As humanity confronts the climate crisis, it has become increasingly clear that science alone cannot save us. Official reports based on the natural sciences “fail to analyze critically the value systems, power relationships, and institutional processes that have resulted in climate change.”1 If we are to meet the moment and create a truly sustainable society, it is imperative that the humanities and social sciences join the conversation. Therein lies the importance of this book, which argues that utopian thought can help humanity envision the transformations necessary to construct a sustainable world.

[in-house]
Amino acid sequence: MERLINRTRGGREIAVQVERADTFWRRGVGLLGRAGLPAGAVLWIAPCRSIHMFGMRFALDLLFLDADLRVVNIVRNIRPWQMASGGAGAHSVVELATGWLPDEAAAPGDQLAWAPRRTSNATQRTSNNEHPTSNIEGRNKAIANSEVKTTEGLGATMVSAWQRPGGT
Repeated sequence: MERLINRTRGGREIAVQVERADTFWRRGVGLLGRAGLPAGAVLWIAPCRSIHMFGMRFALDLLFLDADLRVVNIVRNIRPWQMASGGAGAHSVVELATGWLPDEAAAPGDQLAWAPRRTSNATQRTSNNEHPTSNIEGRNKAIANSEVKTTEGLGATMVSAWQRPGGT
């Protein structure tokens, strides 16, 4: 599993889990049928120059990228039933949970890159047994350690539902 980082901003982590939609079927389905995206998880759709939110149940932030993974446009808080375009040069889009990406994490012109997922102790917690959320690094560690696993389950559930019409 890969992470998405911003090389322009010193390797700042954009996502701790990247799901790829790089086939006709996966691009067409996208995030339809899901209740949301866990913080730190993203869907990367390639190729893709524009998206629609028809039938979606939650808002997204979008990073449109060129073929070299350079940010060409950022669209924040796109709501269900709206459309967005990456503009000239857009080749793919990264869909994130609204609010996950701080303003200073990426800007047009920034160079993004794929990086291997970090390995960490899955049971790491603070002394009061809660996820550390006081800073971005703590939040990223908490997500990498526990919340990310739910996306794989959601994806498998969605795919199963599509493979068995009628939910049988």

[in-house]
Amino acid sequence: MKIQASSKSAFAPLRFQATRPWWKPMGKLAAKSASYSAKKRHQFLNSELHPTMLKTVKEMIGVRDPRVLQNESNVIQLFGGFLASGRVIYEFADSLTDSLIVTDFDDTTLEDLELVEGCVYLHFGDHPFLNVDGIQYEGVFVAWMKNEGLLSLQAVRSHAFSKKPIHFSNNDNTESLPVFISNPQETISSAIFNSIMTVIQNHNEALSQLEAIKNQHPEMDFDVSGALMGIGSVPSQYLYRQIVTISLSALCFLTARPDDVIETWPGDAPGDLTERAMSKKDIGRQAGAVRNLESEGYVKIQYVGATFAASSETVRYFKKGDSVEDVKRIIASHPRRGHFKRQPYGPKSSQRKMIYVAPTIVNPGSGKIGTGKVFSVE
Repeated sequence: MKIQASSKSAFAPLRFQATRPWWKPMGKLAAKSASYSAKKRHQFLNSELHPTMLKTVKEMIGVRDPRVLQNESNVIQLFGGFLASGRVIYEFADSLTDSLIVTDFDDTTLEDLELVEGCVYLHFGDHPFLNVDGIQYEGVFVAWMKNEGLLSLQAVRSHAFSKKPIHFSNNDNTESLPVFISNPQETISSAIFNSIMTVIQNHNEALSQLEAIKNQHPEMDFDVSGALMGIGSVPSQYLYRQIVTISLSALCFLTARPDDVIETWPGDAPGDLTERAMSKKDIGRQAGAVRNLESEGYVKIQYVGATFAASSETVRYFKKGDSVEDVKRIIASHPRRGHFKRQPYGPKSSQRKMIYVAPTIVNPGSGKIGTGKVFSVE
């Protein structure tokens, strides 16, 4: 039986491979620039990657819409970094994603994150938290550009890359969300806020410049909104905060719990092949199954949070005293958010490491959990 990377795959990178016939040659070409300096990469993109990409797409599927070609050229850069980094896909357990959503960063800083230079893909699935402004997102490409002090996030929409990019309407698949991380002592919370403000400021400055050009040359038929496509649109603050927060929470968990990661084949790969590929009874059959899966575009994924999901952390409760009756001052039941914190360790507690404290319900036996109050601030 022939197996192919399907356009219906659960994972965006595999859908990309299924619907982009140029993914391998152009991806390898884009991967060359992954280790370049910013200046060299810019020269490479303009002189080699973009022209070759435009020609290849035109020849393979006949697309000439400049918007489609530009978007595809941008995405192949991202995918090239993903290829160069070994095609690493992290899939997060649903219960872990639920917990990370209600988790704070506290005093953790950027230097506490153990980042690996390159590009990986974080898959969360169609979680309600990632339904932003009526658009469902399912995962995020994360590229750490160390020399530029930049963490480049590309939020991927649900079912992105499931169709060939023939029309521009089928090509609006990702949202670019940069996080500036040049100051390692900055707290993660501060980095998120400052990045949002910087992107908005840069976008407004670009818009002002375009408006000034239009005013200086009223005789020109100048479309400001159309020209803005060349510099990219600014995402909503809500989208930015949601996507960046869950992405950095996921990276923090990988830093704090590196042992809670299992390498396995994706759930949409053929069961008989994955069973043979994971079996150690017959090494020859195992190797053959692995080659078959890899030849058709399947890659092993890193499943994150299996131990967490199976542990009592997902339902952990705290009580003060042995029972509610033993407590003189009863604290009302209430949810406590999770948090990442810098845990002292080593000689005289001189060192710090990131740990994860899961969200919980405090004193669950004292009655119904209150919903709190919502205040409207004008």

The bulk of this lengthy tome traces the history of utopian ideas though four ages: the early modern period, during which spatial concepts, particularly the idea of the Americas, occupied humanists’ minds; the late eighteenth to late nineteenth century, when writers turned their attention to the future; the late nineteenth to the late twentieth century, the age of...

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